@TheDilettantista I agree with this and get it - but, um, unlike basically every other part of a wedding, diamonds are actually responsible for millions of people dying and millions more getting displaced out of their homes. Like, expensive dresses suck economically, but a lot fewer people die from 'em. And even if you get a lab diamond, you're still propagating that manufactured culture of diamonds being necessary for marriage.
@Michelle This is definitely true! Wedding culture and the wedding industrial complex is TERRIBLE. That said, wedding cakes and judgey parents are not literally responsible for millions of deaths. Unlike diamonds.
@antheridia Conflict free rings are fake. Aside from the fact that the certification process is bullshit (over 50% of diamonds certified are NOT conflict free), once you realize that diamonds are not rare, you'll realize why a process that artificially increases scarcity is getting promoted by the cartel. Hint: It is not to save lives, it is to raise prices. You're assuming that "because you like it" is completely isolated from the diamond culture we live in. That there's no way that the decades-long marketing blitz and denial of any wrongdoing in diamond mining and production could have affected your liking diamonds. A sharp suit is not responsible for over 4 million dead. Name brand sneakers are not run by a cartel that is literally illegal in the United States. (The De Beers execs don't actually come here, because they will be subpoenaed if they do.)
OK so here's the problem, and it's showing up in these comments everywhere: People say "oh I know diamonds are kind of unethically manufactured and aren't worth anything but I/my fiancee just like the symbolism anyway." You know what this is? It's perpetuating a culture! It is creating a world in which not having a diamond ring is considered weird and fucked up. Individual choices are important, but so is making them mindfully - asking why, exactly, your fiancee loves the idea of a diamond ring so much. (Answer: marketing.) Asking who, exactly, will be most affected by buying it. (Answer: Everyone around you who gets married, and also the people who died to mine diamonds in the past and the future.) Basically, acting like it's just a harmless preference is not cool.
I don't think this article was meant to cast judgment on anyone's choices, diamond or otherwise (although blood diamonds bad, etc.). I read it more as an FYI to a preconceived notion that we MUST have diamond rings when we get engaged because it symbolizes love and all that goodness. Because...it doesn't. Advertising is so prevalent and subliminal that we don't even think about it anymore - for those of you who do have diamond rings/bought one, was it because you REALLY loved it, or because society wants you to (and that is so intertwined between what you want and what society wants for you, how do you really know?*) *And there is nothing wrong (well everything wrong, but what can you do) with that, because god knows I am a sucker for marketing.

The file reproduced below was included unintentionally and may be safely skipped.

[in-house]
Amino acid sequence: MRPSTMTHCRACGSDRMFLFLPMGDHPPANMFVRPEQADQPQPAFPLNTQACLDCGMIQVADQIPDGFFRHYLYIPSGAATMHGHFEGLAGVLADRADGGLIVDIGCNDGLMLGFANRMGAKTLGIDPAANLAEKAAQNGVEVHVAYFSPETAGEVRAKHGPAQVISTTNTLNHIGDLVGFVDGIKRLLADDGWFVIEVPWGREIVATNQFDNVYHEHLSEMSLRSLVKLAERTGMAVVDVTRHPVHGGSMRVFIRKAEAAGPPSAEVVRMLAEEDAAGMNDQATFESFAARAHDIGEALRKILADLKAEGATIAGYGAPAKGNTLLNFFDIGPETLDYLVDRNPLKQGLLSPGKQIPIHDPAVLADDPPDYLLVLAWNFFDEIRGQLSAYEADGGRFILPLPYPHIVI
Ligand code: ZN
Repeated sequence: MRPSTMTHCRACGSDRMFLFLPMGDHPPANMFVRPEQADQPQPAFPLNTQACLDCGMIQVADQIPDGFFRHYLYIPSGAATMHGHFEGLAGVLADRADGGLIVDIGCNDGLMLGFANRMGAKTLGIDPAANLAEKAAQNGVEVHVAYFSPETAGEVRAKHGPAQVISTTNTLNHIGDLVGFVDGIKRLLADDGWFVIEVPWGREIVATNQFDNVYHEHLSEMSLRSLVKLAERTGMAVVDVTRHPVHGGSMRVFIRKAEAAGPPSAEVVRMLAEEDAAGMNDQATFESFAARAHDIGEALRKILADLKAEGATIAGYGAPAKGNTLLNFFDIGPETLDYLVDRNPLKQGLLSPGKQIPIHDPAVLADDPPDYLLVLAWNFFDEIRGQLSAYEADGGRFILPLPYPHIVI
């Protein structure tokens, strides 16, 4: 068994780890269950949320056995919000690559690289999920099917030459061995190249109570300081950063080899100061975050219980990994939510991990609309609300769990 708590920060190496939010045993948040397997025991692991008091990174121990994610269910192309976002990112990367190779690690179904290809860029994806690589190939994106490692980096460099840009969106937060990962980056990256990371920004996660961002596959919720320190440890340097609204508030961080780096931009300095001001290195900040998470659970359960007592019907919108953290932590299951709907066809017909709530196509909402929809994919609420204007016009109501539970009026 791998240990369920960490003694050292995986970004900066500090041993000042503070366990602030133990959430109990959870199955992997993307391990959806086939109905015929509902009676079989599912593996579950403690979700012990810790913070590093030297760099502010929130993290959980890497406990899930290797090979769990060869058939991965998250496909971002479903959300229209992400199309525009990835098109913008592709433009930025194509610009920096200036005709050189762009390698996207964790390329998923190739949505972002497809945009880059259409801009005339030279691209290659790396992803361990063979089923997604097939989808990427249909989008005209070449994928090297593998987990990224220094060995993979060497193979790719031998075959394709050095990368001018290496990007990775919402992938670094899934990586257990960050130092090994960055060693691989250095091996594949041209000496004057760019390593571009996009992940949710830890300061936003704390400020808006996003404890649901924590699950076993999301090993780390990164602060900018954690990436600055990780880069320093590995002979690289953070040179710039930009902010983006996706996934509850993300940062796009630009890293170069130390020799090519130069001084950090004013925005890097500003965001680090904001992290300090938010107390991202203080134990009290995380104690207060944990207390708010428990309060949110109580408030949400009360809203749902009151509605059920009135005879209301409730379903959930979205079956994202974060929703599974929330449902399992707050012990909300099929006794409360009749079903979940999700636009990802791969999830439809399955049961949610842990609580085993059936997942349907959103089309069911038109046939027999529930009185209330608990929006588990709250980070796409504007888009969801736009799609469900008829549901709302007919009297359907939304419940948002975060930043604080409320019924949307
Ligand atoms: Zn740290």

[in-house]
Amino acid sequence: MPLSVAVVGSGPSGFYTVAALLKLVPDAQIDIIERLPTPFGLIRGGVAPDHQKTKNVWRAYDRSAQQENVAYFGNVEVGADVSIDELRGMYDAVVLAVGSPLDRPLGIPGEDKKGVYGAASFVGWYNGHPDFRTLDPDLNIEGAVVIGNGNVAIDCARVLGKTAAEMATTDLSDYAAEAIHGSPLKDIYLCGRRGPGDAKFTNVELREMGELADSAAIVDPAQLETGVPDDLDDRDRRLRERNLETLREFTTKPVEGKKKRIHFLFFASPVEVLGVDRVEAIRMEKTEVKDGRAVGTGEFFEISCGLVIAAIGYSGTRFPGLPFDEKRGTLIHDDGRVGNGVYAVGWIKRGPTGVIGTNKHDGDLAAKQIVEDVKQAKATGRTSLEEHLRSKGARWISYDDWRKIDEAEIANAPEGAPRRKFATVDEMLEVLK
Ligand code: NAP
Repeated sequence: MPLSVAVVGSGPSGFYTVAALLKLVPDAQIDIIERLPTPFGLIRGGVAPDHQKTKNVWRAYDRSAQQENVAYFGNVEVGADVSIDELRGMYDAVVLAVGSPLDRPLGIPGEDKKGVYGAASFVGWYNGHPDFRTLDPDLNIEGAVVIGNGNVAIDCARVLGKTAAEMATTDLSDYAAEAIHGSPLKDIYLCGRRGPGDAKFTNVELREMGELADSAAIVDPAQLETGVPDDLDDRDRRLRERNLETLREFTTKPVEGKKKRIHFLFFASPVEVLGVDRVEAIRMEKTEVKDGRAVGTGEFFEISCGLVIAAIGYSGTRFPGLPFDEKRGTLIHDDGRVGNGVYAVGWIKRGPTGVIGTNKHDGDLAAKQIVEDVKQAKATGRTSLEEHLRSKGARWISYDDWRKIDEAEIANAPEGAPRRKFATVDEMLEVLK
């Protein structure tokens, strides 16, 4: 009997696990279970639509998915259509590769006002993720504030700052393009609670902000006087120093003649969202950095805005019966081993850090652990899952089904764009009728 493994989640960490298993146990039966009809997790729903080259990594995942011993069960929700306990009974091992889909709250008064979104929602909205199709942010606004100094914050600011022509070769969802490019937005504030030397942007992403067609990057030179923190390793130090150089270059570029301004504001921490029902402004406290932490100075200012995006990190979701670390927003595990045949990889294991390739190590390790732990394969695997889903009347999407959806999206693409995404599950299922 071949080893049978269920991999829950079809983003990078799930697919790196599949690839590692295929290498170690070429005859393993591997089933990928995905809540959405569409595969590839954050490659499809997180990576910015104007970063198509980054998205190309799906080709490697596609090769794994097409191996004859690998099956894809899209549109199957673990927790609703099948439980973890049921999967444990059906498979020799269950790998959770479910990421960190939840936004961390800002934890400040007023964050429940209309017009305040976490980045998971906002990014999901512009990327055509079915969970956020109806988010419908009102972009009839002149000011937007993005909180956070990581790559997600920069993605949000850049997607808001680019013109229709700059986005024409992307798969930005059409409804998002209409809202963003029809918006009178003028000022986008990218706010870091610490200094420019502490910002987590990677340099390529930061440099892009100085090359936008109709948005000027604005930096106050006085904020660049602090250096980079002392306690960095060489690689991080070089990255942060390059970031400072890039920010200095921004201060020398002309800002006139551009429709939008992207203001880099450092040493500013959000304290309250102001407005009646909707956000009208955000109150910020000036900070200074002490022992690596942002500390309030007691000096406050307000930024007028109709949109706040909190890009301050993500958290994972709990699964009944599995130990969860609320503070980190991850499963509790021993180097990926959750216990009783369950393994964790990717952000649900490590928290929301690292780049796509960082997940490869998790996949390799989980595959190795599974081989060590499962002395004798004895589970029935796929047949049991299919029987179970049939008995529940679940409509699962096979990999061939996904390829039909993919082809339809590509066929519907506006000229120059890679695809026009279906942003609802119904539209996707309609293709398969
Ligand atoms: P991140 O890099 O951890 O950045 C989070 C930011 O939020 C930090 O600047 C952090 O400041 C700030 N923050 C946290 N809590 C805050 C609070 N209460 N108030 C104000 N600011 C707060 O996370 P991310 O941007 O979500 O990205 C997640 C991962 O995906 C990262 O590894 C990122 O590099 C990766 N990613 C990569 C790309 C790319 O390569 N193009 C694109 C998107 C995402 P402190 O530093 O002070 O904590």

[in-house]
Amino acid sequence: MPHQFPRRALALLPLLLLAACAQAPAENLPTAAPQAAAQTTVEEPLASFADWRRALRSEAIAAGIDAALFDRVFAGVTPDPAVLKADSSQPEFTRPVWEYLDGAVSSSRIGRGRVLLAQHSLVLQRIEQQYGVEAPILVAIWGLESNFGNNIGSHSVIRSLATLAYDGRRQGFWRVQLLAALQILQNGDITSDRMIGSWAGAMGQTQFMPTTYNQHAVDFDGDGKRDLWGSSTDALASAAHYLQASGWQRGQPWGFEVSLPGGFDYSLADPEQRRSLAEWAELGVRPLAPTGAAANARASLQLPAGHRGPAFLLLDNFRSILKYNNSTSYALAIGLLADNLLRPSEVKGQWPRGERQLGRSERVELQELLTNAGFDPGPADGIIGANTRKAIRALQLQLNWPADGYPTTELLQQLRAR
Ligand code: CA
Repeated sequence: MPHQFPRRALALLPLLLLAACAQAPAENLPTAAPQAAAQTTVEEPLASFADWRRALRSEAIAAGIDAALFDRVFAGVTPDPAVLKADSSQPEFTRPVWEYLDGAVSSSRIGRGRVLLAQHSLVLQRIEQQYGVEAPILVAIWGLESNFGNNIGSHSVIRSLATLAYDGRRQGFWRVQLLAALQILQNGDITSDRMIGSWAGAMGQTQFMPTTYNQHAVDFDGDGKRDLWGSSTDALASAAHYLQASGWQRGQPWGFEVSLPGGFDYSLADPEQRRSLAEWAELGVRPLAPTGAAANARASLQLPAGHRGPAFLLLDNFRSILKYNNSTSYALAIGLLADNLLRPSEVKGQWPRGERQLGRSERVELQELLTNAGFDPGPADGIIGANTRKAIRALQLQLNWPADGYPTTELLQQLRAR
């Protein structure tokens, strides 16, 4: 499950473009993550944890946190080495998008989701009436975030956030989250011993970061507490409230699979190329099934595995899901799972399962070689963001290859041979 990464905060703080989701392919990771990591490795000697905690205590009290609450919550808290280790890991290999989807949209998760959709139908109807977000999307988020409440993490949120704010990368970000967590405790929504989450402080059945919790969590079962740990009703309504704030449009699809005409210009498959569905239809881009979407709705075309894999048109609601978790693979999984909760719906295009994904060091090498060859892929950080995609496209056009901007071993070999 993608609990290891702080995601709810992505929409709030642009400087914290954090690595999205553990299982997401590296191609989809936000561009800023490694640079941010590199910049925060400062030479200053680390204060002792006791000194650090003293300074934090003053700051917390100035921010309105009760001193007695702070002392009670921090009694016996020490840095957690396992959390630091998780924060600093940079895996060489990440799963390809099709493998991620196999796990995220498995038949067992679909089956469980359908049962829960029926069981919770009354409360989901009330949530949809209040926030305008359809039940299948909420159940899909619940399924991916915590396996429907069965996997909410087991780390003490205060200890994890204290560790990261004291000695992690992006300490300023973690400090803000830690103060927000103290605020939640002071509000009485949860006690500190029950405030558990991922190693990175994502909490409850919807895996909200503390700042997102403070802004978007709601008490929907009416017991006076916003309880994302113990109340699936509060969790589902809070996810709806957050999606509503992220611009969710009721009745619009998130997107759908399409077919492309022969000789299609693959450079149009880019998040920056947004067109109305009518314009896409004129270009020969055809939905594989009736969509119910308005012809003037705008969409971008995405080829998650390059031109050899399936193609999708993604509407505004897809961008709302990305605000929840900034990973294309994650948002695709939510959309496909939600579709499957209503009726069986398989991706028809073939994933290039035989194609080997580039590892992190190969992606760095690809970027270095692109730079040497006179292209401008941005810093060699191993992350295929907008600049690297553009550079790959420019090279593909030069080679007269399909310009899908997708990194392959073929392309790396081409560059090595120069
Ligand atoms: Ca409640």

Diamonds are different from other goods which are also bullshit. The mark-up percentage is really quite high. They are really expensive, so their purchase being a rip-off makes a more economically significant impact. And that purchase frequently comes early in your working career, when your income is lower and your potential compound interest return is much higher. As engagement rings, diamonds are so pervasive - the post cited the stat that 80% of women who get married have an engagement ring. 80%! Huge number! 80% of people buying a car do not buy Ferraris. 80% of people on any given morning are not paying for fancy artisanal brunch. Diamonds also give the air of commodities, like silver or gold, which do hold their value. Smart Billfold readers might know otherwise, but there are plenty of people in dissolved engagements who are shocked (shocked!) that they cannot sell off that sparkly asset. So, yes, it's no one else's business whether any of you decided you wanted this symbol, but it is still interesting as market fact and has more potentially profound implications.
By mahiki on Financial Archaeology
@Mike Dang Before I finished reading your response I thought to myself, THEmike@billfold.com? It just makes sense to me.
@josefinastrummer I'm single and childless and didn't find this piece insulting in the slightest. This is Logan's personal story.
@josefinastrummer I've purposely structured my life to be as responsibility free as possible: no kids, no pets, plants that are fed on an automatic drip cycle. There's no shame in being a responsible person who has very few responsibilities.
@josefinastrummer I don't know why you are taking this personally. Logan is talking about her own life, as compared to the life of her friend, who is responsible for two tiny human beings. Calm down.